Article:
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When Twenty Years Goes By

Nearly twenty years, while new to living and working in Vermont, I was asked to visit a young boy at his home. I drove down a long, wooded driveway in Northwest Vermont and arrived at a beautiful trailer home. Greeted by a young, warm mother, Lynn, who was eager for help with her son, I stepped inside to meet Daeton. He was playing in the middle of the room with toy trains. I said, "Hi!" He didn't look up.

His mother and I sat on the couch and she began telling me about what he did and didn't do, her concerns for him, and his recent diagnosis of autism. I listened, while observing Daeton out of the corner of my eye, and explained my role as the coordinator for the new regional Autism Collaborative. I tired not to overwhelm her. He would need to begin ABA therapy right away. At that time, 30-40 hours per week was recommended as best practice, though services and service providers in that area were slow to catch up. We would do what we could. She asked about his prognosis, as most parents do, and I said it was too soon to tell, though the best thing we could do was start the therapy.

Lynn told me that Daeton loved tractors and all heavy machinery and we went outside where I could observe him more in another setting. Outside their front door, Daeton bent down and looked at a flower intently. Referring to a bee that was on the flower, he said clearly, "Look, a bee!"I instantly felt more assured. His comment not only illustrated that he had expressive language, but that he wanted to share an experience with someone else. These were two big factors in the life of a young person with autism.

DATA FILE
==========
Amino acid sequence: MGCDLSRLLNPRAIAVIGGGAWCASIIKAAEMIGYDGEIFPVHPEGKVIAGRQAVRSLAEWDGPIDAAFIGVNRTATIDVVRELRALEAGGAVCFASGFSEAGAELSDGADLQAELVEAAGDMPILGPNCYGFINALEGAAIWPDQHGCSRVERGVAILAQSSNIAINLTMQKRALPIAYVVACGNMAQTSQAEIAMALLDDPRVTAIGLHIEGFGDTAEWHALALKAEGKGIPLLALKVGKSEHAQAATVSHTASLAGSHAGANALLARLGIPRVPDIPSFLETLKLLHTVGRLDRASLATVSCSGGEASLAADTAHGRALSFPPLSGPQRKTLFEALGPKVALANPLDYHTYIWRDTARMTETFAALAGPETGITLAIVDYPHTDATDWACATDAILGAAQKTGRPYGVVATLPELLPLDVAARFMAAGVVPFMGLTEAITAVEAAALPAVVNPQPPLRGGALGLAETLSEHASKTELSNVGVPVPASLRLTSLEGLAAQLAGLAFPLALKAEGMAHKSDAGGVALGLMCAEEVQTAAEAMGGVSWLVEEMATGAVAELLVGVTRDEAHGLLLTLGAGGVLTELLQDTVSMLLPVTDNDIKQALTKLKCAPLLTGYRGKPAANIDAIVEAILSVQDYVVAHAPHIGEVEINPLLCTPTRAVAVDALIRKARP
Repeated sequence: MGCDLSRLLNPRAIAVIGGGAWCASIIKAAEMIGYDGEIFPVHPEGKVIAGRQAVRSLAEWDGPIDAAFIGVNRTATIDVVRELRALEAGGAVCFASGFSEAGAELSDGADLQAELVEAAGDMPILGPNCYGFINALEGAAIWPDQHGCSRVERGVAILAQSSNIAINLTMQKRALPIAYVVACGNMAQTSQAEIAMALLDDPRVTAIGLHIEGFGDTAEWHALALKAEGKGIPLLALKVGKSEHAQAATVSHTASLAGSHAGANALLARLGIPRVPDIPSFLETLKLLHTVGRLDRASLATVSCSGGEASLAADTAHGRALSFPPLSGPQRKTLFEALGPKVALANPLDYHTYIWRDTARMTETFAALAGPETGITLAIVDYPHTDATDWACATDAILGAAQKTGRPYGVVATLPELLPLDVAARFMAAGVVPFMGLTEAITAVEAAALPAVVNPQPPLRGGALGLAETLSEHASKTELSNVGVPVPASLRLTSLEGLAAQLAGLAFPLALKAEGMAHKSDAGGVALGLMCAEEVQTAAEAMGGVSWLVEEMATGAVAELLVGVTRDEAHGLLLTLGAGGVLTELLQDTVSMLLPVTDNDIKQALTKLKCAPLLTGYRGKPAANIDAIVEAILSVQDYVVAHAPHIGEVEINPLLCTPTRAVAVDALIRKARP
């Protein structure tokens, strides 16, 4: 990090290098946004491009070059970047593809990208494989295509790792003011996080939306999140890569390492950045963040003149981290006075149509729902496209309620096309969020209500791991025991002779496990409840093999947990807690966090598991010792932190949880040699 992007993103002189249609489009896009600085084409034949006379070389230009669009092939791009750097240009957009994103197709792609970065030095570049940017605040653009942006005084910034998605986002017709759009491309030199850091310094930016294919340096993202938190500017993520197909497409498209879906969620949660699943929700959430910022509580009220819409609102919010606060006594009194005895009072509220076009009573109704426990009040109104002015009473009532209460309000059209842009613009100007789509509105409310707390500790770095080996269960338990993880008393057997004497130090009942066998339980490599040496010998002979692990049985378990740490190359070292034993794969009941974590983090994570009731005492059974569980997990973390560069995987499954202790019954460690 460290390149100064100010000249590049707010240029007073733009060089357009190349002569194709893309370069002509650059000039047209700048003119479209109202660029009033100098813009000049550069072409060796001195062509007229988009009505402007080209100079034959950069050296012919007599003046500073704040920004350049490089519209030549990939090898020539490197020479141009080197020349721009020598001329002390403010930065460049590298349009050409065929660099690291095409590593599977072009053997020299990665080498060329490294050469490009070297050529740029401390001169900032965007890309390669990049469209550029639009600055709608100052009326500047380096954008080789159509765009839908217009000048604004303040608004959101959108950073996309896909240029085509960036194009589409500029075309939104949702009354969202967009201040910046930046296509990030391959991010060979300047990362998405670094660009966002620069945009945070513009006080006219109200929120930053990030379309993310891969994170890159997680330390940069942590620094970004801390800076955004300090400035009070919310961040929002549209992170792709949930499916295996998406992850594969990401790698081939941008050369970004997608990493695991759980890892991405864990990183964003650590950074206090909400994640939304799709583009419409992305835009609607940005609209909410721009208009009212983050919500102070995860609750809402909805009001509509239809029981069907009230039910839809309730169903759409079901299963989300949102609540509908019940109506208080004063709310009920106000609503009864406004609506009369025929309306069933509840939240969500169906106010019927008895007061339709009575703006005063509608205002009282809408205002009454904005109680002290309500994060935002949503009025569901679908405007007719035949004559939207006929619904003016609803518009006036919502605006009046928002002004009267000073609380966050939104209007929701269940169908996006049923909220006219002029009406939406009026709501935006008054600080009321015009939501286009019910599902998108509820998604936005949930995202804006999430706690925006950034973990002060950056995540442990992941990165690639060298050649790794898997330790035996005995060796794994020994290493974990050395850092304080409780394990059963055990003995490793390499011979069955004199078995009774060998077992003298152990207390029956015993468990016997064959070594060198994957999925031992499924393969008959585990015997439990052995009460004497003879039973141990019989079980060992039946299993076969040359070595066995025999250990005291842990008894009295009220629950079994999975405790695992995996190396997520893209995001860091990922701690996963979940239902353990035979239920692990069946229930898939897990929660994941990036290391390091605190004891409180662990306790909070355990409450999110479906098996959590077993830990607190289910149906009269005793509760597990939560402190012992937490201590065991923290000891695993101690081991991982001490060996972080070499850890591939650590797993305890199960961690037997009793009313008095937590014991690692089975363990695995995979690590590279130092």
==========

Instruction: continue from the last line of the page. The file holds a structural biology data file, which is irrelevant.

I worked with one of my supervisors who was responsible for the school district where Daeton would attend to order the necessary materials and create an individual learning space in one of the classrooms. The district hired Melody, a lovely, local mother of three children, to provide the daily teaching and support Daeton would need. And we got to work, all of us. Daeton was cooperative, yet not complacent. He wanted to learn, though he also had his own ideas. That was a winning combination, and I was fairly confident Daeton would progress well through his individualized programming and become fully included in general education down the road.

I left Vermont two years later to pursue my Master's degree in New Jersey. I kept in touch with Lynn sporadically through the years. I knew Daeton met some struggles in middle school, and then lost track of his progress. Lynn recently found me on Linkedln. Daeton is attending college, is a board member and global ambassador for Special Olympics, and is writing a book. On my travels this summer, I stopped to see Daeton, and he interviewed me for his book. He spoke so eloquently about people with abilities, and the richness of everyone finding their own voice and talent to share with the world. I am so honored to have been a part of his story, even for a short time, and I feel as assured as I did when I heard him speak those first words nearly twenty years ago.

We plant seeds, and sometimes we are lucky enough to see them in full bloom.

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